Donald Lambro

WASHINGTON -- President Obama absolutely refuses to acknowledge there is a huge middle-class tax in the Senate Finance Committee's healthcare bill. The president flatly denies the legislation that the White House supports contains a stiff penalty tax that would hit uninsured middle-income people the hardest -- the very folks he promised would never see their taxes rise under his presidency.

Obama has repeatedly stated that promise throughout the healthcare debate, despite evidence to the contrary, and no one in the national news media has called him on it. That is, until George Stephanopoulos raised the issue with him Sunday on ABC's "This Week."

First, Stephanopoulos reminded the president that in his campaign for the presidency he was "against the individual mandate" that all Americans be required to buy health insurance.

"Yes," Obama replied.

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Then Stephanopoulos hit him with the question no one apparently had asked him before. Pointing out that the Finance Committee plan contained just such a mandate whereby "the government is forcing people to spend money, fining you if you don't," he asked, "How is that not a tax?"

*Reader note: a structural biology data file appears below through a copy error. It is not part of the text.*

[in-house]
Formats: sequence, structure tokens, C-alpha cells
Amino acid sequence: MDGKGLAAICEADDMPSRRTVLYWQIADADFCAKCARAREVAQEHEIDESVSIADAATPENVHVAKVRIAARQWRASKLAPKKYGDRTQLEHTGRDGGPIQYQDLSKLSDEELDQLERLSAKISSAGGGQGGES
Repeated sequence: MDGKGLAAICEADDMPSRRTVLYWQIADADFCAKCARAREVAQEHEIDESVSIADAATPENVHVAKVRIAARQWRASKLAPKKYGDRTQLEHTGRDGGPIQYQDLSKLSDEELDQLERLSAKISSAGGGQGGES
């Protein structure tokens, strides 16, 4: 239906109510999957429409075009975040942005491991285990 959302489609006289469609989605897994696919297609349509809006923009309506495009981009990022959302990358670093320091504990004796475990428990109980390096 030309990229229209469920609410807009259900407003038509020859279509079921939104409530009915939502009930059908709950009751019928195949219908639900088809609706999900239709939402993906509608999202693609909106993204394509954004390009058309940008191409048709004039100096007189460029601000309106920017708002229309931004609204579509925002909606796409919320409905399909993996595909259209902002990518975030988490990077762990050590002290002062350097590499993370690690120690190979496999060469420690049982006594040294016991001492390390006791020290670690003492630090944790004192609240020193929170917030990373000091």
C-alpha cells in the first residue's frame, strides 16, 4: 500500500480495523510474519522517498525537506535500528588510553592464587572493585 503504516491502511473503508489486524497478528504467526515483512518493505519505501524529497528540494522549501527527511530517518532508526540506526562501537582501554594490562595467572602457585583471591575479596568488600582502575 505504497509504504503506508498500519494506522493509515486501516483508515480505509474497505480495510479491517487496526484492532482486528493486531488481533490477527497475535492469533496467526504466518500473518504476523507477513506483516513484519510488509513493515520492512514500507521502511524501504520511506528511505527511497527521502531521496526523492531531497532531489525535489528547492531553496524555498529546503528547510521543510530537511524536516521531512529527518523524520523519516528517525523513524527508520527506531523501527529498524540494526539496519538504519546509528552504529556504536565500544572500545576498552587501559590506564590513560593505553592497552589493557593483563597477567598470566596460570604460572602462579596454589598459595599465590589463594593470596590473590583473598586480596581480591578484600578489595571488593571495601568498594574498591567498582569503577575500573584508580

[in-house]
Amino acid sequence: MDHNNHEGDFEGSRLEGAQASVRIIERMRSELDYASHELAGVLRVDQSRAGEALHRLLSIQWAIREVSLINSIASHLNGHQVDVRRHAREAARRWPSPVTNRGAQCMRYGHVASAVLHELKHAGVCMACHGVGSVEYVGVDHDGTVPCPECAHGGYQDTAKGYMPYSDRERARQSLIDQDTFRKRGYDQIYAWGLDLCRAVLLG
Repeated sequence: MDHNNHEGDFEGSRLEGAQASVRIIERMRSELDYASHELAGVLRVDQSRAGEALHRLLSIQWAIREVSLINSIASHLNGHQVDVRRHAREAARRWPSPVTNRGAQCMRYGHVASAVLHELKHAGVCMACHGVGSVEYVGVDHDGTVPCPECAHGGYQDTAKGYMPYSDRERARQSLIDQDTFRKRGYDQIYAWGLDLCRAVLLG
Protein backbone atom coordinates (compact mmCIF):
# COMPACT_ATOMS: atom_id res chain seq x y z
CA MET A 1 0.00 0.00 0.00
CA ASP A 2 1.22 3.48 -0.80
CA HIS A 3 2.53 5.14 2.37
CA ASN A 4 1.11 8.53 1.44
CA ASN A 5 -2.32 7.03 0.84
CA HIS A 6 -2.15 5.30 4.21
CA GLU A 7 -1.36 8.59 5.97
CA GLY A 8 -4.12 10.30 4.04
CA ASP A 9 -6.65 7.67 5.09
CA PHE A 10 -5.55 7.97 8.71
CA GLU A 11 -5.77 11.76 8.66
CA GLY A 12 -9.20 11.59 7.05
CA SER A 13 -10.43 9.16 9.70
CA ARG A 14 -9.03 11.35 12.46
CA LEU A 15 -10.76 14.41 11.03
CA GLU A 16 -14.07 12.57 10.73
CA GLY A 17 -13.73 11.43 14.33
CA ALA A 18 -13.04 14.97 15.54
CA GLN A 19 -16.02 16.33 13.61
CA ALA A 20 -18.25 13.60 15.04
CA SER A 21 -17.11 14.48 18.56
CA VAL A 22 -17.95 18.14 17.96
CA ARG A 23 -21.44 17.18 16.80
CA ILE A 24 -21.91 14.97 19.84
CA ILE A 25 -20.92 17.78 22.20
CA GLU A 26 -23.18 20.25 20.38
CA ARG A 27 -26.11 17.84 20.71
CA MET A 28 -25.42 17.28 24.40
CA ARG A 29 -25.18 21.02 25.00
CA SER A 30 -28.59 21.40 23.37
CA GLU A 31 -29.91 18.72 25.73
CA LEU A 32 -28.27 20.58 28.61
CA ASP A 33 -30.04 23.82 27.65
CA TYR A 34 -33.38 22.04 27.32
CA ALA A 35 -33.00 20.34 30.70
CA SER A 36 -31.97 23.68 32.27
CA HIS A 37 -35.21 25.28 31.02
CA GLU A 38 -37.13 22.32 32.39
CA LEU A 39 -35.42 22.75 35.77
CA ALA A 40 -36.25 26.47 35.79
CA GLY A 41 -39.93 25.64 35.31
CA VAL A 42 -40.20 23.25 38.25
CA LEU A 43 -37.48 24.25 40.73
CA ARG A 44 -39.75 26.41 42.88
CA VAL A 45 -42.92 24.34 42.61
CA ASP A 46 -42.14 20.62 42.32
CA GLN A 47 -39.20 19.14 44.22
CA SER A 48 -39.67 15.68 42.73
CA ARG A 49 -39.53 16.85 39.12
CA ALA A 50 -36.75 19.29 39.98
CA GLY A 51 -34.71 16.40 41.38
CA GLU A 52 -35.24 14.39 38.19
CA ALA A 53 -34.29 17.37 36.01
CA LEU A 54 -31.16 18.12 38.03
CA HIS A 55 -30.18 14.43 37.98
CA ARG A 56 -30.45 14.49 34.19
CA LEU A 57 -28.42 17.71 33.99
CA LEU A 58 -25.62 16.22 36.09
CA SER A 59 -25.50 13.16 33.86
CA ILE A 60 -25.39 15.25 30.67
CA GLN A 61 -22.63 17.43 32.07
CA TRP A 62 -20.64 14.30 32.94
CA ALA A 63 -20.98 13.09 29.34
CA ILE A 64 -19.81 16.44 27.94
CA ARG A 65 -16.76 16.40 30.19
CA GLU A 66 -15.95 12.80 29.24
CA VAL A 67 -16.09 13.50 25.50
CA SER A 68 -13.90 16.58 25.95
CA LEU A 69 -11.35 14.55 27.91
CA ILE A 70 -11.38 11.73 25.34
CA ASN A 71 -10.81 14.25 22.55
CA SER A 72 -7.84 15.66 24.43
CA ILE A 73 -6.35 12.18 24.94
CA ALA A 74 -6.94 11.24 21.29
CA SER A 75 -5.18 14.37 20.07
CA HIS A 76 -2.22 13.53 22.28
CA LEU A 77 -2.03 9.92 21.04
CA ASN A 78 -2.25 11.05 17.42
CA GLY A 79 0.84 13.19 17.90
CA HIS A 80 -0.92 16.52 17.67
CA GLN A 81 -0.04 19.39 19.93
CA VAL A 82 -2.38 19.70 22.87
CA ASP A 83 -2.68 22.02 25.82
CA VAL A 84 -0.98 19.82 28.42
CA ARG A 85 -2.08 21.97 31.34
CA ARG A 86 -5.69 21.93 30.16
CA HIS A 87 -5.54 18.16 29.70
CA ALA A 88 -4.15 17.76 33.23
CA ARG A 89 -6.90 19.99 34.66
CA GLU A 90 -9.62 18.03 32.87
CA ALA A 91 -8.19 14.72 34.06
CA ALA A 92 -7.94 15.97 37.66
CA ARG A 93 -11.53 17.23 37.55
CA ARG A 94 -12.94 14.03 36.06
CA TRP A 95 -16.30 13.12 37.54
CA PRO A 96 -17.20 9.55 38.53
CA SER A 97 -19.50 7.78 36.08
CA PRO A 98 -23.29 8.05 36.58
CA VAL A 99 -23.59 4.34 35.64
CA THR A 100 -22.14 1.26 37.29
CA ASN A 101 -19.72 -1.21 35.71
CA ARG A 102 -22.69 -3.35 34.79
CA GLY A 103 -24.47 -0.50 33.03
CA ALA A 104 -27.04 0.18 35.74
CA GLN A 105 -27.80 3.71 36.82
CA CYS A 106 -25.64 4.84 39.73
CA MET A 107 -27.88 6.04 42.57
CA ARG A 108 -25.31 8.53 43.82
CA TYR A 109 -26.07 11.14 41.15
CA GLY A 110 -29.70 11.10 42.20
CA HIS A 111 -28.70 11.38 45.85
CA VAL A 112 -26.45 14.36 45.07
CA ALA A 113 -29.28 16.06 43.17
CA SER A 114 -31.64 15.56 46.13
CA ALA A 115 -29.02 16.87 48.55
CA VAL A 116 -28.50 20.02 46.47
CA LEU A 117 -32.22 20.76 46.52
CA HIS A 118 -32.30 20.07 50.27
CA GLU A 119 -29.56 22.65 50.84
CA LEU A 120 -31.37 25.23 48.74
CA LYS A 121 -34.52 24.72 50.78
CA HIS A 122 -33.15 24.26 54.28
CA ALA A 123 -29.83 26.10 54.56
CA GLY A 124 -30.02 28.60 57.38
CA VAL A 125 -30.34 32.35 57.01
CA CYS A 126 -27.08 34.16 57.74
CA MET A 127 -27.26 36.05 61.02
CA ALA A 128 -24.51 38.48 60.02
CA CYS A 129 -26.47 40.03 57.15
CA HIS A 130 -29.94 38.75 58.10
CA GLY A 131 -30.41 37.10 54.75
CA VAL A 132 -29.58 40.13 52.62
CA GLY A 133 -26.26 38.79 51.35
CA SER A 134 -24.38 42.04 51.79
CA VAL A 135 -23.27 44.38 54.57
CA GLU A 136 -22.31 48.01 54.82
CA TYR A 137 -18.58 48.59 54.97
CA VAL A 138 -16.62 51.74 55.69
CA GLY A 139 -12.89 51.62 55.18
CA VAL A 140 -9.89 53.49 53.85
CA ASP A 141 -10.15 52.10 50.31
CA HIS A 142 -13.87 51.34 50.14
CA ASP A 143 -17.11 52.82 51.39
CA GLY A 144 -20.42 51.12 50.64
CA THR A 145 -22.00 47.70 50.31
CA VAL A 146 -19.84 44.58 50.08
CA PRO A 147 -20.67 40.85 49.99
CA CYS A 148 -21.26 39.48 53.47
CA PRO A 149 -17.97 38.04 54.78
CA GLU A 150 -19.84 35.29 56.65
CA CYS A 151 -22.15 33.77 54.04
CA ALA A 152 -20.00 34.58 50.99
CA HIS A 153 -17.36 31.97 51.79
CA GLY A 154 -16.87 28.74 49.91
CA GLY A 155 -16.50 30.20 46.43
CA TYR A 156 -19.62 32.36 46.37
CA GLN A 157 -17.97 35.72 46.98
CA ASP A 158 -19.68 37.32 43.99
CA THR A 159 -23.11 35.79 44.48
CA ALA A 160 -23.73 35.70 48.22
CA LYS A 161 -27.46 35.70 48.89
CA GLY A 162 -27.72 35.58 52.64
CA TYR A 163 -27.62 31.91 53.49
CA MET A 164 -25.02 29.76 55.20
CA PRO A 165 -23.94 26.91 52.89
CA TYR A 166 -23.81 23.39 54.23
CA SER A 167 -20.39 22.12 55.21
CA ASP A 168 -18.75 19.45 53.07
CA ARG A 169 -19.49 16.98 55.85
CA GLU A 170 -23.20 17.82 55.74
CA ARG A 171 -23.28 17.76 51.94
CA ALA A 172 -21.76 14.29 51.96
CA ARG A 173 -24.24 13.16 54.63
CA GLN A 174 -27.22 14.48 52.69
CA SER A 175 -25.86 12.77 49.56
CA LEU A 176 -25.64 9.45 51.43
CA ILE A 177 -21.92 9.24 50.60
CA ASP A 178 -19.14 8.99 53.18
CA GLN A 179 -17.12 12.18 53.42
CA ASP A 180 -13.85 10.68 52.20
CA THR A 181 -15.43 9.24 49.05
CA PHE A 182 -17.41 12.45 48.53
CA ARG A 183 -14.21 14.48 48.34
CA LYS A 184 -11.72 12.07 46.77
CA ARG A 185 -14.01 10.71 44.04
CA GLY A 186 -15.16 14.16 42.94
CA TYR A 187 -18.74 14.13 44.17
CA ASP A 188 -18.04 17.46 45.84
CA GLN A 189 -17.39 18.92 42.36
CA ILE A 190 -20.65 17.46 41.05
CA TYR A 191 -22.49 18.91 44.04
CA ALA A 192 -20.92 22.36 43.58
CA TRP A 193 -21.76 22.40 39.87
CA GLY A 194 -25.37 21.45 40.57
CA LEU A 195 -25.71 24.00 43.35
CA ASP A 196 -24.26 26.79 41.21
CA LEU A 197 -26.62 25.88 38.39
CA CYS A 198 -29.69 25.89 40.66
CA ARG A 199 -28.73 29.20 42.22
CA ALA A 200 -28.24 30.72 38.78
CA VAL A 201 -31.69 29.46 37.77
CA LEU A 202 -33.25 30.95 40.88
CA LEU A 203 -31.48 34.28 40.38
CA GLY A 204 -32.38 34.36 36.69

Obama replied, "No, but ... but, George, you ... can't just make up that language and decide that that's called a tax increase."

"You reject that it's a tax increase?" Stephanopoulos asked. Obama said, "I absolutely reject that notion."

But if Obama looked on page 29 of Senate Finance Committee Chairman Max Baucus' legislation -- the bill he hopes will enact his healthcare plans into law -- he would have read this line: "The consequence for not maintaining (health) insurance would be an excise tax."

What part of those two words doesn't he understand? The government imposes a raft of excise taxes on all of us: the tires for our cars, alcoholic beverages, jewelry and many other purchases. Now it wants to add health insurance to the tax-revenue list as a penalty for those who do not purchase a product the feds insist you must buy or else face fines up to $950 for an individual and up to $3,800 a year for a family.

The House healthcare bill, which is stuck in a holding pattern awaiting the Senate's version, also makes no attempt to disguise what the mandated penalties are called: a "tax on individuals without acceptable healthcare coverage."


Donald Lambro

Donald Lambro is chief political correspondent for The Washington Times.



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